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Records: 1 to 2 of 2
  LONDON 
 London Maps 

LONDON TRANSPORT. [A comprehensive (if not complete) collection of 59 Underground pocket maps 1925 - 1960]
[A set of folding card maps of London's UndergrounD.] London Transport 1925 - 1960. 59 colour-printed maps, smallest 125 x 150mm, largest 150 x 225mm. A little wear on a few leaflets.
A run of folding card pocket maps from the first use of the 'London Underground' slogan, through the introduction of Beck's icon 'electrical circuit diagram, to his last contribution published in 1960. The 'UndergrounD' card was designed by F.H. Stingemore (1890-1954). Issued in 1925, it removed all surface detail, including the Thames. His map went through 14 issues before it was replaced by Beck's masterpiece in 1933. Henry Charles Beck ('Harry', 1902-74) produced 38 before being forcibly 'retired' in 1959 (his last effort was published in March the following year), although there was a hiatus between 1938 and 1941. During this period seven cards were designed by 'Zero' (pseudonym of Hans Schleger) Although we are reasonably confident this is a complete run it is possible that an eagle-eyed connoisseur could find a variant edition GARLAND: Mr Beck's Underground Map.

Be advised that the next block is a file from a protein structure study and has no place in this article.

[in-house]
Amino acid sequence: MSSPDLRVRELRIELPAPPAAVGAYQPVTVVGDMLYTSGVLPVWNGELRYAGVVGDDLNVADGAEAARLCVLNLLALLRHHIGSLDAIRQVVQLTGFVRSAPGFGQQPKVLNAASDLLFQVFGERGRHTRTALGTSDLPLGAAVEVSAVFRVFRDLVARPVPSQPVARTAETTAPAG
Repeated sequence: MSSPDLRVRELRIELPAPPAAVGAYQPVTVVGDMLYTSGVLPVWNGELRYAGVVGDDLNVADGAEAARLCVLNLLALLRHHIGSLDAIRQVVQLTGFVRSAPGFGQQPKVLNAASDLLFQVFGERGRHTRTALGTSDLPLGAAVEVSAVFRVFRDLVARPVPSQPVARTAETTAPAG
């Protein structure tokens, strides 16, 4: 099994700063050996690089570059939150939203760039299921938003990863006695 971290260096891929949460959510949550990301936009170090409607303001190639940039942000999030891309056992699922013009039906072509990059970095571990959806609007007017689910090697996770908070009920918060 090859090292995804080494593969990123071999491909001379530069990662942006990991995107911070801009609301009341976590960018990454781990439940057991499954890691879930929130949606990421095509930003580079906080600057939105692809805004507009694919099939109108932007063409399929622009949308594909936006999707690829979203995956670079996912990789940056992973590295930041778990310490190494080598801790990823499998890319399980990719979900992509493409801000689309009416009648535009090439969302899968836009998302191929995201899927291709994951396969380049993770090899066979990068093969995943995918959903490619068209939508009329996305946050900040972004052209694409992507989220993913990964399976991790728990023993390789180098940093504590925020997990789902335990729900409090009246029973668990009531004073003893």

[Ref: 16710]    £16,000.00 ($21,568 • €18,240 rates)


LONDON TRANSPORT. [Pre-war poster map of the environs of London showing the reach of London Transport]
All Routes. Road & Rail. London: Waterlow & Sons for London Transport, 1935. Chromolithograph, 1010 x 1260mm. Original folds.
A poster map of the environs of London, with the area covered by London Transport's trams, buses, coaches and trains printed in yellow. The extents are Windsor in the west, clockwise to Wendover, Luton, Letchworth, Bishops Stortford, Harlow, Brentwood, Gravesend, Sevonoaks, East Grinstead, Horsham, Guildford and Woking. The scale varies, larger at the centre than the border, allowing for greater detail in the centre of London. Of interest is the tiny 'Heathrow Aerodrome', then the private airfield of the Fairey Aviation Company. In 1944 the aerodrome was requisitioned under the 'Defence of the Realm Act 1914', with the excuse that the airfield was needed for long-range bombers: in reality the government wanted a new international airport and wanted to bypass both planning committees and compensation. A legal battle lasted until 1964.
[Ref: 14870]    £1,500.00 ($2,022 • €1,710 rates)


Records: 1 to 2 of 2